Arts organization wants to bring Asian voters to forefront

KSN Digital Extra

WICHITA, Kan. (KSNW) – A Wichita arts-based campaign says they’re looking to increase civic engagement among marginalized communities.

BE SEEN is the brainchild of Sarah Myose, a recent Wichita State graduate, who not only wanted to see a better representation of Asian artists across Wichita’s creative landscape but also wanted to politically engage and educate by providing multilingual and culture-oriented voting resources to those who speak English as a second language.

“We do have a struggle about staying quiet,” said Myose. “How can we get these tools and these resources out to this community so we can feel more empowered to speak up about issues.”

The Wichita State graduate says that much of the hesitation comes from the older generation who came to the United States as immigrants or refugees that are often intimidated by language barriers more than a general disinterest in local politics. She also says that many feel there isn’t enough education or resources to get involved.

The group realizes that decisions made by policymakers at all levels of government impact the day-to-day lives of those in Sedgwick County. Myose believes that representation matters and aims to translate voting resources in at least 8 different languages for Asian and Asian American communities.

According to Census.gov, the Asian population of Sedgwick County residents is less than 4%. Black and African American households in the county make up 9.3%, both considerably less than White households which make up 81% of the population.

Sedgwick County Asian Community Demographics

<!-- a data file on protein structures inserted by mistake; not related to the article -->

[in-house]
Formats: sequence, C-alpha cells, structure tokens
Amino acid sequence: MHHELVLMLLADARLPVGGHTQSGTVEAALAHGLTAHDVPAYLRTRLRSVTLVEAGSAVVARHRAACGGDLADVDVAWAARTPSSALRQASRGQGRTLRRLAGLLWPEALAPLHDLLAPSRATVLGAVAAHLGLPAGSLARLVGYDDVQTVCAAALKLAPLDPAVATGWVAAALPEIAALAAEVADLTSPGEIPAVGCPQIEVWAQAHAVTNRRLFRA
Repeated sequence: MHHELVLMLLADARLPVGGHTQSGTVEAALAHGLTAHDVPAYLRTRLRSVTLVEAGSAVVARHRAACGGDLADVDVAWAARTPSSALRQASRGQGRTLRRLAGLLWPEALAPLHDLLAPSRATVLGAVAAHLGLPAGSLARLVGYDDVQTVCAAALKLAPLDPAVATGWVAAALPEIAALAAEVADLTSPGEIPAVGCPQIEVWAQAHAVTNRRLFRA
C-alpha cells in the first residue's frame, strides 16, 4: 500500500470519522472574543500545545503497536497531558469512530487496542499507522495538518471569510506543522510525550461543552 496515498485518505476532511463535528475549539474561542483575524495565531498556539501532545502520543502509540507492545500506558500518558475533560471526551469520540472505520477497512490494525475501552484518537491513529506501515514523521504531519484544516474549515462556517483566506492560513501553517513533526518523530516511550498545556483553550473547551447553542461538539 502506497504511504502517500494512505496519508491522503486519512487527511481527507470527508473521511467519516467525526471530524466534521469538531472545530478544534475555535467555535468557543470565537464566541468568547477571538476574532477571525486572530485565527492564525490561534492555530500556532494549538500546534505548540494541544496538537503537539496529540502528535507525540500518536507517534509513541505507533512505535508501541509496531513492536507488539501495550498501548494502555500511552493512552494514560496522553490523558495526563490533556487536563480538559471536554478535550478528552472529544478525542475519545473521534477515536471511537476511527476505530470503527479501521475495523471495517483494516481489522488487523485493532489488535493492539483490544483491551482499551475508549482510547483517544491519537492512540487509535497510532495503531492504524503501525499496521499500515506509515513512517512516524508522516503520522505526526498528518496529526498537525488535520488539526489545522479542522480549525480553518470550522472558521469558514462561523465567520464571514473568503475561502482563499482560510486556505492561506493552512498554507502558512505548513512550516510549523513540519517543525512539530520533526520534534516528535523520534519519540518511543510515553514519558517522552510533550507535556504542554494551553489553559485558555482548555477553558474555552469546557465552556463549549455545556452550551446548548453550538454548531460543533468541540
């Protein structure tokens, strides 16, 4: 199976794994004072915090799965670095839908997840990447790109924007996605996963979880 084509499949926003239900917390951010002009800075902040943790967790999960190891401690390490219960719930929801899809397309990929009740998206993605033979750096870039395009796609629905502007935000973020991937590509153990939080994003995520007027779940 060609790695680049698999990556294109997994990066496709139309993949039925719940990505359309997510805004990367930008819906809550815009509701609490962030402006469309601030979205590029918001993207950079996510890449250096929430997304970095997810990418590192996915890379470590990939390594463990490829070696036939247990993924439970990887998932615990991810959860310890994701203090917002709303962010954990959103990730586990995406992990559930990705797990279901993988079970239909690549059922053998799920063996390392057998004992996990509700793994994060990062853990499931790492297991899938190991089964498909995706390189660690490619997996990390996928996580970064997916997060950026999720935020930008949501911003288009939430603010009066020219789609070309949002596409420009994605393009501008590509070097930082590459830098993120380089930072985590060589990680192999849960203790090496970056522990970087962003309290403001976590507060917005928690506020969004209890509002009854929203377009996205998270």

Asian Indian11.8
Bangladeshi1.3
Cambodian5.6
Chinese7.3
Filipino5.8
Hmong0.2
Indonesian0.2
Japanese1.4
Korean3.5
Laotian7.1
Malaysian0.3
Mongolian0.3
Nepalese1.4
Okinawan0.1
Pakastini2.4
Sri Lankan1.2
Taiwanese0.1
Thai2.2
Vietnamese43.3
Other1.1
2+ ethnicities 3.6
Data provided by Sedgwick County Metropolitan Planning Department.

According to election officials, Sedgwick County has not surpassed the threshold to provide ballots in other languages. Or at least, so they believe.

“There are legal requirements based on census data about what languages are required by each jurisdiction across the nation,” said Sedgwick County Election Commissioner, Tabitha Lehman. “Because of that, resources are not readily available to us. We do actively seek bi-lingual election workers and try to place them where the need will be greatest.”

Census data is used in many ways in elections. The data can be used to draw district boundaries for US Representative, State House, Senate, and even school districts. Right now, two-thirds of Kansas households have yet to respond to the U.S. Census according to the Lawerence Journal-World.

BE SEEN says it needs ambassadors to help spread their message to the Wichita Asian & Asian-American communities. If you’re interested in being an ambassador, connect with the group by filling out their survey located on their website.

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